Do you remember the game you used to play in school as a kid called Telephone? It was the game where everybody whispered a word or phrase to each other, and by the time the phrase was whispered to enough people, the last person’s version of the original word or phrase was completely skewed and inaccurate.
We have our own real life version of Telephone when it comes to police investigations and arrests, and it is called police sketches. These are the sketches of wanted individuals that are put out in the media when police are looking for a suspect or a fugitive.
Even in the hands of the most talented artists, these sketches still suffer from their own game of Telephone. That is because the process starts with the description of a witness who may have seen the suspect only briefly. If the witness was actually a victim in the crime, his or her memory of the event may be inaccurate, as many are when we are dealing with a traumatic and stressful situation.
Then, we need to rely on the communication between the witness and the sketch artist to be accurate. Differences in how words are used or meant, or interpretations of different languages, can make it difficult for a witness to convey to the artist accurate information about what a suspect looks like.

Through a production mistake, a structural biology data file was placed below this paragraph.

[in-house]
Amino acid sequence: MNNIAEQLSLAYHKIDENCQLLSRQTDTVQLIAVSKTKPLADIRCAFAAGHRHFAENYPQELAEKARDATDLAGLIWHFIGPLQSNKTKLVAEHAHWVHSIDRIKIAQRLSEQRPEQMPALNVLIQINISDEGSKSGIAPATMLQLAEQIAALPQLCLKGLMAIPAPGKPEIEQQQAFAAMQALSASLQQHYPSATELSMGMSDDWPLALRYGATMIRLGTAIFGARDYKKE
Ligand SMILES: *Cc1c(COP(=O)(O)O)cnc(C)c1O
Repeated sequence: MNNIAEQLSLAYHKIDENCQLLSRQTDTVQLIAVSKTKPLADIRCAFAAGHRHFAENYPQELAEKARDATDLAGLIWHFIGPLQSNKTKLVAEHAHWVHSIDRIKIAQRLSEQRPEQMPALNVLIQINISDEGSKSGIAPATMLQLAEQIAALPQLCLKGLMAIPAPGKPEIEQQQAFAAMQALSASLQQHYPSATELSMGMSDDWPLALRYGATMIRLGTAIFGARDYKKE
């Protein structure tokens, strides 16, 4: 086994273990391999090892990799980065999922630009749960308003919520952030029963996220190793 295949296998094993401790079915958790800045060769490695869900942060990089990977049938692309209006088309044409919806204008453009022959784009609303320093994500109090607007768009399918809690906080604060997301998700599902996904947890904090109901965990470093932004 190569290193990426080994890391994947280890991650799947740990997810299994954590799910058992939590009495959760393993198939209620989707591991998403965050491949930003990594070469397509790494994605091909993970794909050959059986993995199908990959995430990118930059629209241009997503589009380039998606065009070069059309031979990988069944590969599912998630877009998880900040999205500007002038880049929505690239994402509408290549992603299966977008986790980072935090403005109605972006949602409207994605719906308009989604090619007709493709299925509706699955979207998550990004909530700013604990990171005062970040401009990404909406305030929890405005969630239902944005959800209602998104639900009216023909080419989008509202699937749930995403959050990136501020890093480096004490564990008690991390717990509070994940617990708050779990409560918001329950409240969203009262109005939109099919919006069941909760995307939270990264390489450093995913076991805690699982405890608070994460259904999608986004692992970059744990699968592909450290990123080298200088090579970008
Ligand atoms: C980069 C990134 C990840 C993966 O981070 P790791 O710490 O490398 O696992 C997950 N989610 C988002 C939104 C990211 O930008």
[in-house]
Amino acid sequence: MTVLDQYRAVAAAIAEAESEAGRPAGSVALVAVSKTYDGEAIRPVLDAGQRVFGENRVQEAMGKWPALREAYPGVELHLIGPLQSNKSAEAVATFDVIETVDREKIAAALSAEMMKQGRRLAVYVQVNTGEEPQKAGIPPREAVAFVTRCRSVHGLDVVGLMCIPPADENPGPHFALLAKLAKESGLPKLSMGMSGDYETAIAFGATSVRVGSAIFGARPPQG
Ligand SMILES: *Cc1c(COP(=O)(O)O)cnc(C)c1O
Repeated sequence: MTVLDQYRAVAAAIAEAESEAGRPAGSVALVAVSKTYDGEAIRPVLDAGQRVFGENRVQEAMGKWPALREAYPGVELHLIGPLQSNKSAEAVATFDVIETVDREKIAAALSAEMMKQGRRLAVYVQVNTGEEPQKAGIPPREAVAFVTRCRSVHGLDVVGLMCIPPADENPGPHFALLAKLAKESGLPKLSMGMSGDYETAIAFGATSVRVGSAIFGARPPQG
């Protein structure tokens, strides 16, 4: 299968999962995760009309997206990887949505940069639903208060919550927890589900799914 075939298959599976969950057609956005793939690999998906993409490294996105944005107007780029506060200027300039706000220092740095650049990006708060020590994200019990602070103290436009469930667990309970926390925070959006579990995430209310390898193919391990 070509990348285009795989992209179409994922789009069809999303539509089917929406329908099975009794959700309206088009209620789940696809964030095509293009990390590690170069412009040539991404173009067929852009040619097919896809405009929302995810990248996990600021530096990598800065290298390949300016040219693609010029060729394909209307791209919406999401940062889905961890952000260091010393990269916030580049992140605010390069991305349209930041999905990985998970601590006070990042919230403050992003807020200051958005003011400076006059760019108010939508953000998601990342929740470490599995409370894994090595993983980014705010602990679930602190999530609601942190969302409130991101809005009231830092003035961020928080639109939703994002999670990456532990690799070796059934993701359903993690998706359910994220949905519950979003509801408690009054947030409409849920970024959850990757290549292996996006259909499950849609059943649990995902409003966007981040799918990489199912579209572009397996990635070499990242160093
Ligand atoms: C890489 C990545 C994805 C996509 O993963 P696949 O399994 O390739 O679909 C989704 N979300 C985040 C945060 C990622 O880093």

One study found that only 8% of sketches accurately portrayed the person that they were looking for. The frightening thing is that these sketches may not look like the actual suspect, but may end up resembling a total stranger with nothing to do with the crime. That stranger can then be chosen from a police lineup based on the sketch.
The Science Behind Inaccuracy
Scientists say that the problem is that we see faces as a whole. We do not take special note of exactly what someone’s mouth or eyes or nose look like. Yet, when drawing police sketches, witnesses are often asked to describe a suspect one facial feature at a time.
For example, if you spotted your favorite movie actor on the street, you wouldd probably recognize him or her immediately. But if you were asked to describe her mouth or her eyes from scratch, you would probably have a harder time.
Today, many sketch artists are being replaced by computer programs that give victims the option of identifying entire faces together instead of one feature at a time.
Objections Should be Made to Admissibility
Hand sketches can be damaging, and criminal attorneys need to work to make sure they are not admitted in trial. In many cases, the sketches are not admissible as they are hearsay. However, if the person who made the “statement,” such as the witness testifies, and is allowed to be cross examined, some courts will then allow the sketch to be admitted.
Some courts in the country have allowed the sketches to be admitted, saying that they are in fact just pictures and not statements that are subject to the hearsay rule.
Winning at trial means keeping out information that is inaccurate or against the rules of evidence. Contact the attorneys of Brassel, Alexander & Rice, LLC today for a free consultation to discuss your arrest or criminal charges and all possible defenses.